Apr 7, 2013

It's Only Natural..."Detangling Natural Hair"

Oh the pain of detangling!!
photo: various sources
One of the most difficult things to look forward to when removing my hair from braids and twists is the process of detangling. It's a neccessary evil, but never the less is a routine that I could definitely live without if I could. Dealing with tangles and hair shed that would have normally fallen out on a daily basis from constant manipulation is a pain and the fear that too much hair is being lost is a nightmare for anyone. Everyone has a different technique that helps the process go by as smoothly as possible, my two favorites are my very own fingers and a wide tooth comb.
I prefer my fingers because I can feel the tangles out for myself and can control the force of how to get out them out. It takes a little bit longer but I feel that this works best for me, since I rarely where my hair out and this is about the only time I get to see my hair and can give it the best care. Afterwards I use a wide tooth comb to make sure there a no serious tangles hiding away in my 'fro. I do this entire process after parting my hair in eight sections and spritzing my hair with a water bottle. Just a little bit of dampness in my hair helps the process before I actually wash my hair and further detangle after conditioning. Here is a little more of a breakdown of the tools and techniques I use and other ways that can be helpful in detangling natural hair:

- My  favorite tool of choice, lol, can be very efficient at finding and removing tangles. You can feel any tangles easily and separate them gently since you can control how much force is needed for the tangle to be removed. Its good for helping minimize the amount of breakage that can occur during the process. The downside to this is that it can be quite time consuming, going through section by section, but it is the most gentle and for me...the most reliable.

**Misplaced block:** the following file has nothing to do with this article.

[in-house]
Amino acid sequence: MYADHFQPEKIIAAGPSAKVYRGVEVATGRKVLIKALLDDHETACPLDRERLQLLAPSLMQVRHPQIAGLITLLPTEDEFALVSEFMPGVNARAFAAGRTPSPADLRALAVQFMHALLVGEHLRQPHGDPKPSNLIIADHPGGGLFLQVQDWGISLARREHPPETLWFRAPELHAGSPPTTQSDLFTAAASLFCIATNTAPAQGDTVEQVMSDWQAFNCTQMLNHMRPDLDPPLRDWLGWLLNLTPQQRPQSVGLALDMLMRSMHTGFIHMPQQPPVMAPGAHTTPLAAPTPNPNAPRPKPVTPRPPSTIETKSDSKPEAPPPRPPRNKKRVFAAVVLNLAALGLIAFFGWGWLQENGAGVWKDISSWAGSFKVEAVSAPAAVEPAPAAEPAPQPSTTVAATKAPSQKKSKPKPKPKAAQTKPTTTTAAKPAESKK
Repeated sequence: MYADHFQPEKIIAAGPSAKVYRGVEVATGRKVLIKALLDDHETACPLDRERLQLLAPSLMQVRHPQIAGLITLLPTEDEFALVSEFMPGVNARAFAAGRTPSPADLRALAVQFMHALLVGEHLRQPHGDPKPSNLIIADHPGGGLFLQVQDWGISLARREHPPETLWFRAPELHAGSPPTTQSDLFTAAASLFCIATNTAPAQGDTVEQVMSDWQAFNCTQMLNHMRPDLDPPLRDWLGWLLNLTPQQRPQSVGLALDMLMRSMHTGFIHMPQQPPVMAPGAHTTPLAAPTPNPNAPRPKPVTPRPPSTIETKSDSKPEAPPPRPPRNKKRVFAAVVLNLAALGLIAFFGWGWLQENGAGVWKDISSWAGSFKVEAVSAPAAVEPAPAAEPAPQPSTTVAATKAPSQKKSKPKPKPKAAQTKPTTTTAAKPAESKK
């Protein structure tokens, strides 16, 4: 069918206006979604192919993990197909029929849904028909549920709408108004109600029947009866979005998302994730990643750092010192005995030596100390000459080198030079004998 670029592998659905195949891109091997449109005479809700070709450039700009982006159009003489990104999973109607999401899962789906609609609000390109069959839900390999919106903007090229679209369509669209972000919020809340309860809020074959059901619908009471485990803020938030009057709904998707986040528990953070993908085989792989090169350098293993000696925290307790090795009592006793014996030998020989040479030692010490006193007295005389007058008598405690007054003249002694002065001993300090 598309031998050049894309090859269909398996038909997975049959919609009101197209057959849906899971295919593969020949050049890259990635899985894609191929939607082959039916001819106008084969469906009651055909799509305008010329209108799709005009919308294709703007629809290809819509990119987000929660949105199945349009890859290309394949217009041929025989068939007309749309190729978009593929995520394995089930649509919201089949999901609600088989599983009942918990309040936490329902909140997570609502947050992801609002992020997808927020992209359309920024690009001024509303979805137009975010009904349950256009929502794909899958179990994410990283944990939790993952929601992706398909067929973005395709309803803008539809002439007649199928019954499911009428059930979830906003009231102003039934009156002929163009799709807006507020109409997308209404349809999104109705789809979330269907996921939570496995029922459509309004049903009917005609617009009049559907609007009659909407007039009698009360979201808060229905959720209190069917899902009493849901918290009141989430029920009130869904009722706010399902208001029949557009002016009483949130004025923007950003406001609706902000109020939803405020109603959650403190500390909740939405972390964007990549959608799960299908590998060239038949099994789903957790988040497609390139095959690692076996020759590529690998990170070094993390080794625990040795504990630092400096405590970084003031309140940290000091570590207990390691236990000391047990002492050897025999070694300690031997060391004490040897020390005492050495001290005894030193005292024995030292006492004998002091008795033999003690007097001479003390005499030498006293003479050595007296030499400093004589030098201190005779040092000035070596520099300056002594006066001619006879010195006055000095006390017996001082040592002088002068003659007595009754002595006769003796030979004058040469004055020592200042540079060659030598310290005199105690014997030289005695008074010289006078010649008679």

Wide Tooth Comb:
-My second favorite tool of choice. The wide tooth comb is great at detangling strands and efficient at removing shed hair that helps to create most tangles in the first place. It also helps to minimize damage since the teeth of the comb are wide. I have two trusty Goody wide tooth combs, one silver and one black that I designate for before wash detangling and during conditioning detangling. A bit neurotic I know, lol.

Denman Brush:
-I personally don't use this tool, but I have always been quite curious. An oldie but a goody, Denman Brushes have been around for a long time and as a child my mother used it to help detangle and brush my hair. I remember the snagging and hair pulling that occurred every now and again, but it did the trick for the most part. It's teeth are good for capturing shed hair to prevent matting. In some cases, due to the amount of teeth these brushes have, people modify their Denman Brush by removing certain rows to prevent snagging and unnecessary hair damage.

Detangling your hair can be done when hair is dry or wet. Each technique has its benifits. I prefer to do both to make sure that as many tangles and shed hair are removed as possible.  I use he dry technique of detangling my hair with my fingers for when I first remove my hairstyle, since the hair tends to be strongest when dry even after dampening a little to ease the process. I use the wet technique after deep conditioning, which is easier to detangle at that point and creates for slip to help the wide tooth comb do its job.

What tools and techniques to you use to detangle your stands?

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